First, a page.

Thailand: Critical Need for New Investment - Pharmaceutical Executive


Thailand: Critical Need for New Investment

Pharmaceutical Executive

"We have a primordial role to serve the needs of our population in case of emergencies like the bird flu and other diseases of the developing world that Multinational Corporations (MNCs) or indigenous manufacturers are not able to supply," he summed up.

"We would like to have good new products that can be exported. We also plan on maintaining our leadership position in the country. Ten years from now, all our facilities will be brand new, even our headquarters. We will be the leaders in South East Asia", he promises. New facilities are a way for GPO to significantly increase its export activities.

Currently, GPO continues its R&D on the second line ARV drugs which are no longer under patent protection. "We are applying for WHO-GMP Prequalification Inspection and expect to get the approval and be certified by April of 2007" says Lt. Gal. Mongkol.

Reducing dependency on imports

Like most key players of the pharmaceutical sector, Lt. Gal. Mongkol stressed the importance of annihilating the endemic dependency of the Kingdom. "We have to save our budget to reduce the number of imported drugs. We must develop our own products and be a self-sufficient economy (...) We can't do this by ourselves. That is why we are constantly looking for partners."

Participants across the board are fighting Thailand's dependency on imported pharmaceutical and raw materials. The Thai government hopes that promotional privileges and incentives through the Board of Investment in Thailand (BOI) will enhance the national industry. To do so, the BOI has come out with an investment promotion policy specifically related to the pharmaceutical industry.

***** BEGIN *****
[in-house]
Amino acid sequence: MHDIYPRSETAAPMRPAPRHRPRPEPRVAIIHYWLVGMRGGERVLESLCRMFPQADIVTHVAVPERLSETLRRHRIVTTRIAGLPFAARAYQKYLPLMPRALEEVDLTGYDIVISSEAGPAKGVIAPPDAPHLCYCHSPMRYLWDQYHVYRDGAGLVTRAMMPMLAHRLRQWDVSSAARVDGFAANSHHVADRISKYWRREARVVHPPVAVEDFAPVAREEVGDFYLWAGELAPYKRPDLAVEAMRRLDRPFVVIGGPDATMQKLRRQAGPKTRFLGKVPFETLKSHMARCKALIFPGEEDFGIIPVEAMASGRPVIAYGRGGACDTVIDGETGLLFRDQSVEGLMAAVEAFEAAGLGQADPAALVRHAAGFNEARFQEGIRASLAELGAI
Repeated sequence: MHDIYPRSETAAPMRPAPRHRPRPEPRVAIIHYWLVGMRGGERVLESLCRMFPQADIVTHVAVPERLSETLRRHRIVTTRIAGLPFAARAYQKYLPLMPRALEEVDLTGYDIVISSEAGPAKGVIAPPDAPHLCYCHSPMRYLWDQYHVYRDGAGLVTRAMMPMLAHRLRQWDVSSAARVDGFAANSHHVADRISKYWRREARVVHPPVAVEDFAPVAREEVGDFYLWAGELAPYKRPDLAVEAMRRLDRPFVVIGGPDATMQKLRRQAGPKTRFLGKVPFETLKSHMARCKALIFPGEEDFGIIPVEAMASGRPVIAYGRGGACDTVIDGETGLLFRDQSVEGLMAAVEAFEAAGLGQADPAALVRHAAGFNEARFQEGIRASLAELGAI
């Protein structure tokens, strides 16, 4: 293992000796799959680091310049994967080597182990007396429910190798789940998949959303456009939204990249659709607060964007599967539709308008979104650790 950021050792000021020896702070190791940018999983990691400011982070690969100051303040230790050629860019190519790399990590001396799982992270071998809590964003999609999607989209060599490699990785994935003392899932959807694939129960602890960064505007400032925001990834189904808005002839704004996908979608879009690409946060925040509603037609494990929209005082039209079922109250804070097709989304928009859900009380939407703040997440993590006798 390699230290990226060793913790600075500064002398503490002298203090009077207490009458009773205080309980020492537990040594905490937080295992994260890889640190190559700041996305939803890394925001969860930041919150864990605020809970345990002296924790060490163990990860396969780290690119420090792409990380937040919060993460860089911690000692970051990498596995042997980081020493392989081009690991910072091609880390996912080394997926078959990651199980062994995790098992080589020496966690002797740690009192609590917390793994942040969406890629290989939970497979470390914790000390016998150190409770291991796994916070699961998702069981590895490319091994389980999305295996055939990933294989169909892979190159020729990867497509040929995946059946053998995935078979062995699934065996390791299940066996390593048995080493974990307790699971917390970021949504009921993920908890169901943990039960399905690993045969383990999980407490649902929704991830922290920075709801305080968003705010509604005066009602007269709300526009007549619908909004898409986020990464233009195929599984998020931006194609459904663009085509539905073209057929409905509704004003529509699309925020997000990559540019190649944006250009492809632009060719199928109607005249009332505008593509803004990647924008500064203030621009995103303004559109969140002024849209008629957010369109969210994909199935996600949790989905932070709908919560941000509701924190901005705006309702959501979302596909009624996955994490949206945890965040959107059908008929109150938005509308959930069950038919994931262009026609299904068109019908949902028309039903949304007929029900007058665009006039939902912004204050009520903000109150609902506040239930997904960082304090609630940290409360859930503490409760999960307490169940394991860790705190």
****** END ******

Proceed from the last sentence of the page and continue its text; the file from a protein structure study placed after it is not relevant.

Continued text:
"The pharmaceutical industry is one of the key sectors for our economy, especially when we are talking about the wellbeing of our people. Therefore, we would like to enhance investment with the thought of manufacturing more drugs in the Kingdom," says Satit Chanjanavakul, Secretary General of the BOI.

Meeting higher standards

"In the past, we only promoted the API manufacturers, but in August last year we saw an urgent need to upgrade the manufacturing standards of our indigenous manufacturers," recalled Satit. We agreed then that we would work together to help them upgrade and reach international standards." In order to be competitive on the manufacturing side, it was decided local manufactures should comply with the international Pharmaceutical Inspection Convention and Pharmaceutical Inspection Cooperation Scheme (jointly known as PIC/S) by 2008.

The pharmaceutical projects that BOI chose to promote will receive import duty exemptions on machinery and exemptions of five to eight years on corporate income tax, depending on the project's location. These incentives were designed with the purpose of encouraging existing drug manufacturers in the country to improve their operations and invest in new factories.

It will also be required that all BOI promoted pharmaceutical companies achieve Good Manufacturing Practices (GMP) standards that correspond with PIC/S within two years of beginning operations. To Satit, the upgrading of the standards should definitely position Thailand as a prominent pharmaceutical player.

Production at GPO's plant
"The upgrading of the companies' standards would certainly not have been possible without our seven years of lobbying," said Chernporn Tengamnuay, president of the Thai Pharmaceutical Manufacturers Association (TPMA). TPMA represents local pharmaceutical companies and helped the BOI and Thailand's FDA, the regulatory body that controls drug registration, meet and discuss these matters.

"Thailand joining PIC/S is a big breakthrough for the local industry because it guarantees all the drugs produced in Thailand will be manufactured with the highest standards. This will protect the consumer while helping to develop Thailand as the future generic hub for the region. We couldn't keep out of the world trends, so sooner or later Thailand had to adopt the harmonization center based in international standards in order to be competitive both in the region and the world," explained Chernporn.


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